A new month means you get to meet another one of our editors! Meet Ryan Hemmer, acquisitions editor here at Fortress Press, learn what he's looking for in book projects, and what media has been resonating with him lately.
How did you end up in publishing? And why have you decided to stay in publishing?
Serendipity. Accident. Dumb luck. Most folks in publishing have an anecdote that boils down to one of these words or their synonyms. My story starts with saying “yes” to an invitation to respond to a plenary paper at an academic conference in Chicago in 2014. A friendship began there. Years later, that friendship was renewed in Minneapolis. And not long after that, that friendship led to the opportunity to interview for a job in the marketing department at Fortress Press. My editorial work today is quite different from my marketing work then, but I stay in publishing because it allows me to unite my background as an academic with my love of good writing and great books.
How are you looking to grow your list in the future? What gaps in religious scholarship are you looking to fill?
The old chestnut about being a specialist is that one labors to learn more and more about less and less until they know everything about nothing. While this adage is often unfairly weaponized against expertise, it gets at a persistent problem in scholarship. Scholars feel pressure from the time they are grad students until they retire to find a narrow lane of originality and never veer from it. While that can make for compelling research, it results in reader-less books. Religious scholarship has a role to play in nearly every neuralgic question and crisis facing culture and civilization today. I try to encourage authors to meet those questions and crises head-on, to draw out the implications of theological, ethical, and historical knowledge to the widest credible horizon. This is less about the number and size of footnotes, and more about the book’s voice and the author’s confidence. I want to acquire books from interesting scholars that mediate the meaning and value of religion to the topics important to our cultural situation. And, beyond the acuity of the content, I want to help the form sing.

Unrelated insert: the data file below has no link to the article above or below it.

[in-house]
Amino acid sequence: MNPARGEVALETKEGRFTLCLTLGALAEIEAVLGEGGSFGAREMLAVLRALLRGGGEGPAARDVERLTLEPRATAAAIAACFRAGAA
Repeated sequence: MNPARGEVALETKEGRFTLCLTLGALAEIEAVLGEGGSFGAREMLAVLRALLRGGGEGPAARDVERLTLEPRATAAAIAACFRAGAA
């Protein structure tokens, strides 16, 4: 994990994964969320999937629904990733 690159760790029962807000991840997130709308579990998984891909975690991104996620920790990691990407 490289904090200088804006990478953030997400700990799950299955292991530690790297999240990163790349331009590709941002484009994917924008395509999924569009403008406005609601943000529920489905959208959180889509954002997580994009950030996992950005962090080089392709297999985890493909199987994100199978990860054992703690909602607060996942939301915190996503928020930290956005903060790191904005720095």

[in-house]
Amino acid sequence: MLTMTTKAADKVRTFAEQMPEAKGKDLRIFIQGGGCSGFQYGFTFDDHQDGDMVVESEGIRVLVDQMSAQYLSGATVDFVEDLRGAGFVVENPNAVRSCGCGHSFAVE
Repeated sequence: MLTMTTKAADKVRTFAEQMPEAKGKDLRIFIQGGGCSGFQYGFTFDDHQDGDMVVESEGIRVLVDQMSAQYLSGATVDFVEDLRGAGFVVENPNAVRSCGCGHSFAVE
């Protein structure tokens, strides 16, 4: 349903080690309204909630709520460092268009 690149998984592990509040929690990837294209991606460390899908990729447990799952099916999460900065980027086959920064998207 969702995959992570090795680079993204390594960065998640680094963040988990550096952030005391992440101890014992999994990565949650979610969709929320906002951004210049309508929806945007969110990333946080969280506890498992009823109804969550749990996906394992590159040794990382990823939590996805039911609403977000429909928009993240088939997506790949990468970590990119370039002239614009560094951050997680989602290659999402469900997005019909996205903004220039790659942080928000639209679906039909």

You mentioned that you initially joined Fortress Press as part of the marketing department. How does your background in marketing help inform your editorial decisions?
My time as a marketer made me attentive to readers, to audiences, to how books impress or fail to impress at a glance. Most scholars are inducted into book-length writing projects through their dissertations. And most dissertations are five journal articles in a trench coat. But even the best dissertation is written for an audience of three to five people on an examination committee. And they are paid to read it! Books today need to earn their readers. They need to meet a felt need of their audiences and convey their “take” on those needs with style, verve, and confidence. As an editor, I try to help authors meet this daunting challenge.
What is a piece of media you’ve consumed recently that has resonated with you? It can be a book, TV show, or movie. And why did it resonate with you?
In anticipation of the new film adaptation, I reread Frank Hebert’s Dune saga during the pandemic, which reignited my love of New Wave science fiction. Afterward, I wanted to read something new, and now I am completely enamored of Cixin Liu’s Remembrance of Earth’s Past trilogy (The Three-Body Problem, The Dark Forrest, and Death’s End). It unites the literary style and philosophical sensibilities of New Wave with the scientific and technological rigor of classic pulp sci-fi. It is also terrifying. Utterly terrifying.